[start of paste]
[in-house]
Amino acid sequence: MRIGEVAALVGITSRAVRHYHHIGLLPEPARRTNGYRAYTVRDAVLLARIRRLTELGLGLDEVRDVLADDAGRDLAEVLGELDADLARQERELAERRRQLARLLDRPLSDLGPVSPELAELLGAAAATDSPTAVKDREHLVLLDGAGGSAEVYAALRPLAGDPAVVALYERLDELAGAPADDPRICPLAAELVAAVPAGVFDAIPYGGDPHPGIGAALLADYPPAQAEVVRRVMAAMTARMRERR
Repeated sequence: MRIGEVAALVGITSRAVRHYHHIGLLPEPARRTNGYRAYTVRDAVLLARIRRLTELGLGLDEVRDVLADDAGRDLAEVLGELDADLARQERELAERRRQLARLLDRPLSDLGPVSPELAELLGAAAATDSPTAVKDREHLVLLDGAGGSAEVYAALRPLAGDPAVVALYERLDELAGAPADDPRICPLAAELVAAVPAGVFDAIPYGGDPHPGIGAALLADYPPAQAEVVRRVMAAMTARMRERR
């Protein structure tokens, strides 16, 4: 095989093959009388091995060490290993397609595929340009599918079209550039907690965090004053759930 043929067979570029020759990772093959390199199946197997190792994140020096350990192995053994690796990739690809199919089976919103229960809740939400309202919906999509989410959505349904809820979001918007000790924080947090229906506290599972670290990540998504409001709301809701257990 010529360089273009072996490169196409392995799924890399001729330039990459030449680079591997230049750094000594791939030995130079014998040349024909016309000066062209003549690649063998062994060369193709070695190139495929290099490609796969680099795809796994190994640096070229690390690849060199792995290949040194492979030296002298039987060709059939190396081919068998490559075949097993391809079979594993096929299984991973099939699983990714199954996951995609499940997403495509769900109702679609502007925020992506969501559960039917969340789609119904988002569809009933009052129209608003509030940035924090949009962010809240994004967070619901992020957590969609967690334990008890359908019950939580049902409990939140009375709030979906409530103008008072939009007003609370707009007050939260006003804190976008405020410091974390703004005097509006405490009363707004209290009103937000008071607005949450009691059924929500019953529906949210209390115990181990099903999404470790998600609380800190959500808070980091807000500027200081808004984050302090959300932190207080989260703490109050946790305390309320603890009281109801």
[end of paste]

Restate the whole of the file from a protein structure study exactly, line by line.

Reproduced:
[in-house]
Amino acid sequence: MRIGEVAALVGITSRAVRHYHHIGLLPEPARRTNGYRAYTVRDAVLLARIRRLTELGLGLDEVRDVLADDAGRDLAEVLGELDADLARQERELAERRRQLARLLDRPLSDLGPVSPELAELLGAAAATDSPTAVKDREHLVLLDGAGGSAEVYAALRPLAGDPAVVALYERLDELAGAPADDPRICPLAAELVAAVPAGVFDAIPYGGDPHPGIGAALLADYPPAQAEVVRRVMAAMTARMRERR
Repeated sequence: MRIGEVAALVGITSRAVRHYHHIGLLPEPARRTNGYRAYTVRDAVLLARIRRLTELGLGLDEVRDVLADDAGRDLAEVLGELDADLARQERELAERRRQLARLLDRPLSDLGPVSPELAELLGAAAATDSPTAVKDREHLVLLDGAGGSAEVYAALRPLAGDPAVVALYERLDELAGAPADDPRICPLAAELVAAVPAGVFDAIPYGGDPHPGIGAALLADYPPAQAEVVRRVMAAMTARMRERR
């Protein structure tokens, strides 16, 4: 095989093959009388091995060490290993397609595929340009599918079209550039907690965090004053759930 043929067979570029020759990772093959390199199946197997190792994140020096350990192995053994690796990739690809199919089976919103229960809740939400309202919906999509989410959505349904809820979001918007000790924080947090229906506290599972670290990540998504409001709301809701257990 010529360089273009072996490169196409392995799924890399001729330039990459030449680079591997230049750094000594791939030995130079014998040349024909016309000066062209003549690649063998062994060369193709070695190139495929290099490609796969680099795809796994190994640096070229690390690849060199792995290949040194492979030296002298039987060709059939190396081919068998490559075949097993391809079979594993096929299984991973099939699983990714199954996951995609499940997403495509769900109702679609502007925020992506969501559960039917969340789609119904988002569809009933009052129209608003509030940035924090949009962010809240994004967070619901992020957590969609967690334990008890359908019950939580049902409990939140009375709030979906409530103008008072939009007003609370707009007050939260006003804190976008405020410091974390703004005097509006405490009363707004209290009103937000008071607005949450009691059924929500019953529906949210209390115990181990099903999404470790998600609380800190959500808070980091807000500027200081808004984050302090959300932190207080989260703490109050946790305390309320603890009281109801």